The Time Travelerís Wife is a movie for people who arenít really that into time travel. It avoids getting bogged down in the sci-fi specifics of its premise, in which a man named Henry (Eric Bana) spends his entire life jumping through time from one year to the next, and instead focuses on the emotional impact that has. The result is a film thatís kind of like The Notebook meets Quantum Leap, and not just because it co-stars Rachel McAdams. Yet director Robert Schwentkeís approach to Henryís never ending time travel dilemma is simple and sentimental. After a summer full of overly complicated and utterly empty robotic explosions, itís a welcome relief.
Unfortunately before it can get good, Time Travelerís Wife begins with one of the worst cinematic sins. If there are people in a car and theyíre happy, we know theyíre going to die. Itís a scene thatís been done to death so many times itís expected. No one ever shows families riding around on screen unless something horrible is about to happen to them. Itís a clichť well past its expiration date, but itís on full display here as six-year-old Henryís first leap through time happens to help him escape danger. Luckily the clichťs stop there, mostly. Stick with it.
Henry grows up, never knowing when heíll fade from sight only to reappear in a different decade, leaving a pile of clothes behind. As any good time traveler knows, you canít take your pants and so Henryís life is one of constant nudity. He fades away, appears somewhere else, and instantly begins a mad dash to find underwear. Heís forced to become a thief and an expert lock pick, smashing car windows and breaking down doors to grab covering wherever he can find it. Sometimes heís lucky and heís drawn back to familiar places, places where heís learned to leave clothing. Like gravity, certain locations draw him to them and heíll jump back to them over and over again, sometimes in different years, sometimes into the same year where heíll bizarrely, encounter an older or younger version of himself.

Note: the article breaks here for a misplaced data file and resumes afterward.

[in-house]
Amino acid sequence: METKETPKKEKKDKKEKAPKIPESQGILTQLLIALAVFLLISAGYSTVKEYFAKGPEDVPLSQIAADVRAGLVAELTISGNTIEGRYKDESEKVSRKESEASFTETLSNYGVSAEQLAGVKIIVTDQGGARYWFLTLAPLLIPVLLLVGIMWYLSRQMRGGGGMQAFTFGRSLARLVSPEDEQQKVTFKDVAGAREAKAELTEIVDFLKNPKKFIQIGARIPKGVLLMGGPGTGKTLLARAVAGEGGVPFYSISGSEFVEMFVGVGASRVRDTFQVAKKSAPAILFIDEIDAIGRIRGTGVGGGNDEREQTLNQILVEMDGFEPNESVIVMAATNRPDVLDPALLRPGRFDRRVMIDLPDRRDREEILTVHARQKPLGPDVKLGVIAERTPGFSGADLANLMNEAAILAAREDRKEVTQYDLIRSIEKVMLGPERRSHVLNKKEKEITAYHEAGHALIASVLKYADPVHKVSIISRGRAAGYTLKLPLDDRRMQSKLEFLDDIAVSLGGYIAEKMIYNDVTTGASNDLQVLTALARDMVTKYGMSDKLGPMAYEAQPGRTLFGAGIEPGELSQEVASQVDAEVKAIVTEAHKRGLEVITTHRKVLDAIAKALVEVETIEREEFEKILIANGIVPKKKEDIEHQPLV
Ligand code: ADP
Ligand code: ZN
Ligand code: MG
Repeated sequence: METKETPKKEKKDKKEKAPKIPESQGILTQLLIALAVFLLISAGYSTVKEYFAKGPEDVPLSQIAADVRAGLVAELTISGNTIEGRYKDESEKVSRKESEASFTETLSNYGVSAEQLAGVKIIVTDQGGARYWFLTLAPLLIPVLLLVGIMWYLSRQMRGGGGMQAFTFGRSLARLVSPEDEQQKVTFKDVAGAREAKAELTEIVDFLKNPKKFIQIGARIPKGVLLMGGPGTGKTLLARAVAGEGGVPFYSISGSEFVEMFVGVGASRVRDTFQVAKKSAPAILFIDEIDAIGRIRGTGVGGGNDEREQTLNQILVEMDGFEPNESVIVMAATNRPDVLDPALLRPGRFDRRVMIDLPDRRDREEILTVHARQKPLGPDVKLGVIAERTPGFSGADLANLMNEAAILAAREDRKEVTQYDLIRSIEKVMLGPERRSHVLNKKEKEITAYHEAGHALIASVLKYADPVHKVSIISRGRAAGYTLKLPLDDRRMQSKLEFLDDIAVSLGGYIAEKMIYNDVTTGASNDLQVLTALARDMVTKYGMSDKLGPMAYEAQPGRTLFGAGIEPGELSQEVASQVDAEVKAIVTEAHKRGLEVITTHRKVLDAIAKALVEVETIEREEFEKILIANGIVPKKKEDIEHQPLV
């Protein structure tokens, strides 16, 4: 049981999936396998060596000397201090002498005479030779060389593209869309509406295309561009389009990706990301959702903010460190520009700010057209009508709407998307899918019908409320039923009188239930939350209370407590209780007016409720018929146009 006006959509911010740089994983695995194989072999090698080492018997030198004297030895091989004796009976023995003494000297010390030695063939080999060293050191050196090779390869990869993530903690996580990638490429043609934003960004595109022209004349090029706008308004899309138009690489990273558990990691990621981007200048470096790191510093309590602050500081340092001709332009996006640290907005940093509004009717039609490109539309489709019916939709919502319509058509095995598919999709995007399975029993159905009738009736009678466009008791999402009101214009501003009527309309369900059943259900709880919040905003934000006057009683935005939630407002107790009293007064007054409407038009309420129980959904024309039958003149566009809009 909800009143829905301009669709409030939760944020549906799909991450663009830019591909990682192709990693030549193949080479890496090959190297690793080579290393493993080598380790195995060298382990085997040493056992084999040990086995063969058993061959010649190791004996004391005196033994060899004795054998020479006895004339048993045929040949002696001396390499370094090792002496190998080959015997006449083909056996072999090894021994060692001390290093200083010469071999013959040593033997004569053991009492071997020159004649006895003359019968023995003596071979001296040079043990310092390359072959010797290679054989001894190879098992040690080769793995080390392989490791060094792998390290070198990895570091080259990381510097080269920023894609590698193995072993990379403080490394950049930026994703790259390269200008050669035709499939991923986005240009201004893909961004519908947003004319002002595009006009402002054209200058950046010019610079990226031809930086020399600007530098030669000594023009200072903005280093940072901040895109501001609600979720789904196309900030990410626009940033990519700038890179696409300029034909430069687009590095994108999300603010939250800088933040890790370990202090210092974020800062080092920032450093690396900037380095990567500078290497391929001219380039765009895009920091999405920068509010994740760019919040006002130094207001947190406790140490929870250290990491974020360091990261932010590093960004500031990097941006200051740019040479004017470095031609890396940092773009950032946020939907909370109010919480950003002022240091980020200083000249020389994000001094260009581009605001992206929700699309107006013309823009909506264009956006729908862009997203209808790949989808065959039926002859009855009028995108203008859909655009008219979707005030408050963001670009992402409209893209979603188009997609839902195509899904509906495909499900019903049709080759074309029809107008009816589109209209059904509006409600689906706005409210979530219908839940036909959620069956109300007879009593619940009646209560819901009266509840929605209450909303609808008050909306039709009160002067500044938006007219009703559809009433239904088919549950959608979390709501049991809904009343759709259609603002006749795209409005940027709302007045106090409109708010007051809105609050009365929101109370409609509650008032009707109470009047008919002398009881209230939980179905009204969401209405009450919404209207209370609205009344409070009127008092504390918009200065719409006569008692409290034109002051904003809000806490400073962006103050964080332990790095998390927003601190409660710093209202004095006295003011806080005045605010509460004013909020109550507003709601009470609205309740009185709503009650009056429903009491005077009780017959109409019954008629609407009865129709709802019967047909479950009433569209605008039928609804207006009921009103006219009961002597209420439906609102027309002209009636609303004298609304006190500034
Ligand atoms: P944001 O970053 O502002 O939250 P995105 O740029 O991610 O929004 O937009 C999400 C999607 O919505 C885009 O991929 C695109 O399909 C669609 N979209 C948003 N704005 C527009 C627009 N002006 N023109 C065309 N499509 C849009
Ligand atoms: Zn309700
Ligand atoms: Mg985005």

But Henryís time traveling adventures arenít really the focus of this story and we see them only in brief glimpses because soon, he meets a girl. When Clare sees him in the Library where fortunately, he had clothing stashed amongst the books, sheís known him his entire life. To him, sheís a perfect stranger. Year later during her first meeting with him, their roles are reversed. And so their romance travels in strange loops of disjointed moments, their love controlled by fate. Clare struggles to accept that she never knows when heíll be there or for that matter how old heíll be when he is, and Henry keeps jumping through time, out of control and headed for a future which cannot be escaped.
It sounds complicated but the specifics donít matter. All that matters is that Henry appears, disappears, and canít control when it happens. He gets married, tries to have a family, tries to grow old, but no matter how hard he and Clare try nothing is ever normal. Itís a strange problem with a very simple, love conquers all message. Itís the movie Benjamin Button should have been, the story of people connecting and holding on, an intimate portrayal of family life repeatedly interrupted by bizarre events. If thereís a failing in the film itís that it often pulls away when it should push. Itís a tear-jerker, sure, but it could easily have left the audience a complete and total wreck. Instead it holds back, minimizing some of the more dire aspects of the book itís based on, and passing up opportunities to show the darkest side of Henryís problem. The consequences of the life heís forced to live are blunted, in favor of focusing on his relationship with Clare, home alone again.
Yet The Time Travelerís Wife earns its tears and perhaps by dulling some of the storyís edge weíre saved from a tale which might otherwise have slid past beautifully bittersweet into the realm of disturbingly dark depression. Instead itís a sad but satisfyingly romantic tale of two people whose love is a slave to the cruel whims of unpredictable chance. Grab a box of Kleenex and drown happily in star-crossed sentiment.
Reviewed By: Josh Tyler